This week saw a couple of important developments concerning safety on the rails emanating from the federal government and railroads. The initiatives, a campaign from a nonprofit backed by railroads, a trade group and the government that stresses the dangers of being near train tracks and a set of proposed rules from the Federal Railroad Administration, are welcome measures. And San Francisco train accident attorney Gregory J. Brod joins safety advocates in hoping that these steps will help stem the rising number of deaths on railroad tracks.
On Tuesday, ads began appearing on television for a campaign that has been dubbed “See Tracks? Think Train,” in which a young man is shown walking on railroad tracks while wearing headphones and not realizing that a train is approaching. According to KTVU News, the CEO of the campaign sponsor, Joyce Rose of Operation Lifesaver, which is a nonprofit focused on educating people about the hazards of railroads, believes that the uptick in deaths on the rails in 2013 may be tied to the increased use of smartphones and other electronic devices.
“We’re a distracted population,” Rose said.
Causal factors behind the rail deaths can be the subject for debate, but there is no doubt that there was an increase in fatalities from 2012 to 2013. After a period of declines in derailments and crossing accidents, the number of trespassing deaths jumped by 47, or 11 percent, to 476 last year; the number of deaths in accidents rose by nearly 8 percent to 250 last year.
The campaign is also supported by the Association of American Railroads trade group, major railroads and the FRA. Interestingly enough, the “See Tracks? Think Train” initiative comes on the heels of the tragic death late last month in Marysville, California, where a teenager died on train tracks after being hit by a train when trying to save his girlfriend.
According to the Sacramento Bee, Mateus Moore, a student at the Marysville Charter Academy for the Arts and his girlfriend, Mickayla Friend, both 16, were walking on railroad tracks on March 21 and didn’t realize that a train was fast approaching them from behind. Although the train sounded a warning horn and tried to stop it was too late; Moore died after being hit by the train but not before making the fateful decision to shove Friend away, which helped spare her from the brunt of the collision.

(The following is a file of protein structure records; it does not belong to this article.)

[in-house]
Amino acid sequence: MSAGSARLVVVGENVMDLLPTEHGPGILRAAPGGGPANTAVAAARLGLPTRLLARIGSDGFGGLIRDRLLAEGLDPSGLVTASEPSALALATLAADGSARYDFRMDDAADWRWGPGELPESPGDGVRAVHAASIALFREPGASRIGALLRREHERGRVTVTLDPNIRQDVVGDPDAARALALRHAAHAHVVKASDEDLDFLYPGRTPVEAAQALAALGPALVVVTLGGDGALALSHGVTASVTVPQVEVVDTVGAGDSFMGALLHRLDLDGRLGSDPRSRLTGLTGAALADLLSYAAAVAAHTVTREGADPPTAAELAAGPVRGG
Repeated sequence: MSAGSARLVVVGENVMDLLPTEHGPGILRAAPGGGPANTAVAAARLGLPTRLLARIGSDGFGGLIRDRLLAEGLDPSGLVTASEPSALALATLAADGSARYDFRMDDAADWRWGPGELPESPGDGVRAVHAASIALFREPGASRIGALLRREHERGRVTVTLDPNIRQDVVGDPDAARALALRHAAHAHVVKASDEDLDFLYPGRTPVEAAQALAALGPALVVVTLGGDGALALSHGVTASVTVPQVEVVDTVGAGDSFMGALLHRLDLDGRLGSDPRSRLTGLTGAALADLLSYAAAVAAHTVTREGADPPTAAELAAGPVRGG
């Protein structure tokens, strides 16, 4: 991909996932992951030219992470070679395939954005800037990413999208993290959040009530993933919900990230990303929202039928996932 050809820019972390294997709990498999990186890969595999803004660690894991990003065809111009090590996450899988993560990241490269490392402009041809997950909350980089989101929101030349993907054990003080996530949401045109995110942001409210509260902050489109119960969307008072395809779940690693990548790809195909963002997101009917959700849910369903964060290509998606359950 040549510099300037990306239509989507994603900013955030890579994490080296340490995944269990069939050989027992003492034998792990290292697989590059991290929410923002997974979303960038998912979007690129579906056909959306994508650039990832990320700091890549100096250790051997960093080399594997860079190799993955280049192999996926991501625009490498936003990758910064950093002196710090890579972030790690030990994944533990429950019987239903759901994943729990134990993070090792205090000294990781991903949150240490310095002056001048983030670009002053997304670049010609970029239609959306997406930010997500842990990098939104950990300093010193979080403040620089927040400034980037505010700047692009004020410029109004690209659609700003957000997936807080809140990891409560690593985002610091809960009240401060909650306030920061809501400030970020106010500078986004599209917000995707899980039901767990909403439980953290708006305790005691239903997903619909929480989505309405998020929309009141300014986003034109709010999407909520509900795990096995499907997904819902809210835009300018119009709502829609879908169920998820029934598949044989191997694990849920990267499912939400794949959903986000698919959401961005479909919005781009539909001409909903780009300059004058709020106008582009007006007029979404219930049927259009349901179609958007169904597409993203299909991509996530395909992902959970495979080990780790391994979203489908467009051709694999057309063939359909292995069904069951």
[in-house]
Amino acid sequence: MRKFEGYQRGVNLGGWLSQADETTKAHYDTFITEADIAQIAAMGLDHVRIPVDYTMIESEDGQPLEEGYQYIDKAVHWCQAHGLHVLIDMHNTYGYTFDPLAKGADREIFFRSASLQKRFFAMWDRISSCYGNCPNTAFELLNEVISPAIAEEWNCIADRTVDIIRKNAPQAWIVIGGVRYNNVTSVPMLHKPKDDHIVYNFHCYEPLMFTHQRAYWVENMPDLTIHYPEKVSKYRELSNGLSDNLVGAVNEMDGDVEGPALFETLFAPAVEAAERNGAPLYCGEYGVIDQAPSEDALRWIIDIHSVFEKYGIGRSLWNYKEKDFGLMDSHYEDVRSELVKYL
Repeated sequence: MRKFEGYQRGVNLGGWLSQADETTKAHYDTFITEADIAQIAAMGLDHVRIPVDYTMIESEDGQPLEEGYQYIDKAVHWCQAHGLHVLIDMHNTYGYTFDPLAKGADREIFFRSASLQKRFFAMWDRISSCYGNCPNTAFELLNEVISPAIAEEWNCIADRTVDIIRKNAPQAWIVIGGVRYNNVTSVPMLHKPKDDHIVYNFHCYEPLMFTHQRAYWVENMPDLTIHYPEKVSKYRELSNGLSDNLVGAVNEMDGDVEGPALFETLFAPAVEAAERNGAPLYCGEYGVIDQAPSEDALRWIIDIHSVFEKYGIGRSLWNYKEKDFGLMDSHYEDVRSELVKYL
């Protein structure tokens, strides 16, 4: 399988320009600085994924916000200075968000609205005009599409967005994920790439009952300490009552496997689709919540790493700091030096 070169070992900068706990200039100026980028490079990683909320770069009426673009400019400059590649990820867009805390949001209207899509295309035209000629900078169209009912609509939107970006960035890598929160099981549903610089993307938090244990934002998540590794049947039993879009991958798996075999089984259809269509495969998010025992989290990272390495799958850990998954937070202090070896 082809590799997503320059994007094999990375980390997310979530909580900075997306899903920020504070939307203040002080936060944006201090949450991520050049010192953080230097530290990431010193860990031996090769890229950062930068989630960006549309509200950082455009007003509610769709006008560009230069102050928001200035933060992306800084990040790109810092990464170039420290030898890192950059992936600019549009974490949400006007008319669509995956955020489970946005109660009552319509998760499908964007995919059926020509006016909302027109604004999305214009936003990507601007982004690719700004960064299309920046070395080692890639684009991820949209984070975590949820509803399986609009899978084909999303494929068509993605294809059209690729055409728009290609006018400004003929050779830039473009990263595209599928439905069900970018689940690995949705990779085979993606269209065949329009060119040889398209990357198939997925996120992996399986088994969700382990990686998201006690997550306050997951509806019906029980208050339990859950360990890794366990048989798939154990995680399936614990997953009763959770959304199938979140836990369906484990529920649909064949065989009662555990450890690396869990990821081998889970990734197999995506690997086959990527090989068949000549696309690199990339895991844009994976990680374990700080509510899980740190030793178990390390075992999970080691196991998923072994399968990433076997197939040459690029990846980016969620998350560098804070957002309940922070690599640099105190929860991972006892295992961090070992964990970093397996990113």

Property owners have a duty of care to remove or mitigate conditions that may cause harm to an individual who uses their property for legitimate purposes. And that duty extends to children who may be trespassers but are attracted out of curiosity to investigate the hazardous conditions of a property, i.e., an “attractive nuisance,” which may be grounds for a premises liability and may or may not be relevant in the Marysville case.
The FRA, which is an agency of the Department of Transportation, says that the number of injuries and deaths changes from year to year depending on factors such as construction near train tracks or stepped-up vehicle and pedestrian traffic.
On Wednesday, the FRA announced that it was issuing a proposed rule requiring two-man crews on trains carrying crude oil and setting minimum crew size standards for most freight and passenger trains. Additional FRA guidelines are expected on securing unattended freight cars, requiring railroads to verify securement of those cars for emergency responders, and mandating that locomotive cabs be locked and reversers to be removed and secured.
There have been several incidents involving the spilling of hazardous materials from trains in recent years, but one that triggered an emergency session of the Railroad Safety Advisory Committee that resulted in the government’s recommendations was the deadly derailment of an unattended freight train carrying crude oil in Lac-Megantic, Quebec, Canada, on July 6, 2013.
“Safety is our highest priority, and we are committed to taking the necessary steps to assure the safety of those who work for railroads and shippers, and the residents and communities along shipping routes,” said U.S. Transportation Secretary Anthony Foxx. “The proposed rulemaking on crew size is the latest effort in our comprehensive strategy to ensure crude oil is transported as safely as possible.”
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